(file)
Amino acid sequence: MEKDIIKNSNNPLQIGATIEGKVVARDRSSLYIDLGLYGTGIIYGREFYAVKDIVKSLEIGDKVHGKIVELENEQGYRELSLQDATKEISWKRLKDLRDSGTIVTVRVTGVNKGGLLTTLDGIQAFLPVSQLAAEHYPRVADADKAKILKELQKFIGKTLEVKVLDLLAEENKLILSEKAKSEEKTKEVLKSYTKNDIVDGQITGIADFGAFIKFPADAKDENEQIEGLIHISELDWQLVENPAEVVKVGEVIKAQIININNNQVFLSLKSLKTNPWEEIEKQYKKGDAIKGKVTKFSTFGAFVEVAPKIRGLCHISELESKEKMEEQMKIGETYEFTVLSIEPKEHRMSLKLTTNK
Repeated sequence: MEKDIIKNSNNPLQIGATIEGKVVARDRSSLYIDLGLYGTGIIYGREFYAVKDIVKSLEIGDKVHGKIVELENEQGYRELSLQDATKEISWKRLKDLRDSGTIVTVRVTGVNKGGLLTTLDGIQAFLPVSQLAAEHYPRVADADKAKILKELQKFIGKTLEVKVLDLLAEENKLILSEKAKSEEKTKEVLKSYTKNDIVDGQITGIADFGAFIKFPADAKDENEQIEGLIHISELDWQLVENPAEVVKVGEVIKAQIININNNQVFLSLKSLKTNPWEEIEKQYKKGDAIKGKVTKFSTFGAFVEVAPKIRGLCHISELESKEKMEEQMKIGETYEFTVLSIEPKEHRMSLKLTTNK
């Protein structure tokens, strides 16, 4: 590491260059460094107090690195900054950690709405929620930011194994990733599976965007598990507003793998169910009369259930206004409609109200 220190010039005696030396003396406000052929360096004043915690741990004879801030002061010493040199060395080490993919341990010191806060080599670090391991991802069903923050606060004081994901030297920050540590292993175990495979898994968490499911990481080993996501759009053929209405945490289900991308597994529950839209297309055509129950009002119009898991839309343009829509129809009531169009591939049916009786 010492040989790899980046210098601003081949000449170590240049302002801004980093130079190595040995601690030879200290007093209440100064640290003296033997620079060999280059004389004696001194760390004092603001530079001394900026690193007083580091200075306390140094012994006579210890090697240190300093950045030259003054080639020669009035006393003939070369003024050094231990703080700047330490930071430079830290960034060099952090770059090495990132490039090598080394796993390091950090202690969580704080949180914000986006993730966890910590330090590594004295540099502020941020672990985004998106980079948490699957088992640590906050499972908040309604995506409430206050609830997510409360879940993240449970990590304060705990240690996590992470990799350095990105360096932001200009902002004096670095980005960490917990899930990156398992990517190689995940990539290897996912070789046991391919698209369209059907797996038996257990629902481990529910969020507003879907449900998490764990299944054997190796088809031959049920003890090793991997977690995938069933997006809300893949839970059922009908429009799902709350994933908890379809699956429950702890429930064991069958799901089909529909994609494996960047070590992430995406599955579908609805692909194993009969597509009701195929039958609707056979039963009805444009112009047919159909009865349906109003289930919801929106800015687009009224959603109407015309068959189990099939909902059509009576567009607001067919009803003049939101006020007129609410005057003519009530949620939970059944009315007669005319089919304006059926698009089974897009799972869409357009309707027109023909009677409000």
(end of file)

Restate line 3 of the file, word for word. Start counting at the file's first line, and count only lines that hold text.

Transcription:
């Protein structure tokens, strides 16, 4: 590491260059460094107090690195900054950690709405929620930011194994990733599976965007598990507003793998169910009369259930206004409609109200 220190010039005696030396003396406000052929360096004043915690741990004879801030002061010493040199060395080490993919341990010191806060080599670090391991991802069903923050606060004081994901030297920050540590292993175990495979898994968490499911990481080993996501759009053929209405945490289900991308597994529950839209297309055509129950009002119009898991839309343009829509129809009531169009591939049916009786 010492040989790899980046210098601003081949000449170590240049302002801004980093130079190595040995601690030879200290007093209440100064640290003296033997620079060999280059004389004696001194760390004092603001530079001394900026690193007083580091200075306390140094012994006579210890090697240190300093950045030259003054080639020669009035006393003939070369003024050094231990703080700047330490930071430079830290960034060099952090770059090495990132490039090598080394796993390091950090202690969580704080949180914000986006993730966890910590330090590594004295540099502020941020672990985004998106980079948490699957088992640590906050499972908040309604995506409430206050609830997510409360879940993240449970990590304060705990240690996590992470990799350095990105360096932001200009902002004096670095980005960490917990899930990156398992990517190689995940990539290897996912070789046991391919698209369209059907797996038996257990629902481990529910969020507003879907449900998490764990299944054997190796088809031959049920003890090793991997977690995938069933997006809300893949839970059922009908429009799902709350994933908890379809699956429950702890429930064991069958799901089909529909994609494996960047070590992430995406599955579908609805692909194993009969597509009701195929039958609707056979039963009805444009112009047919159909009865349906109003289930919801929106800015687009009224959603109407015309068959189990099939909902059509009576567009607001067919009803003049939101006020007129609410005057003519009530949620939970059944009315007669005319089919304006059926698009089974897009799972869409357009309707027109023909009677409000």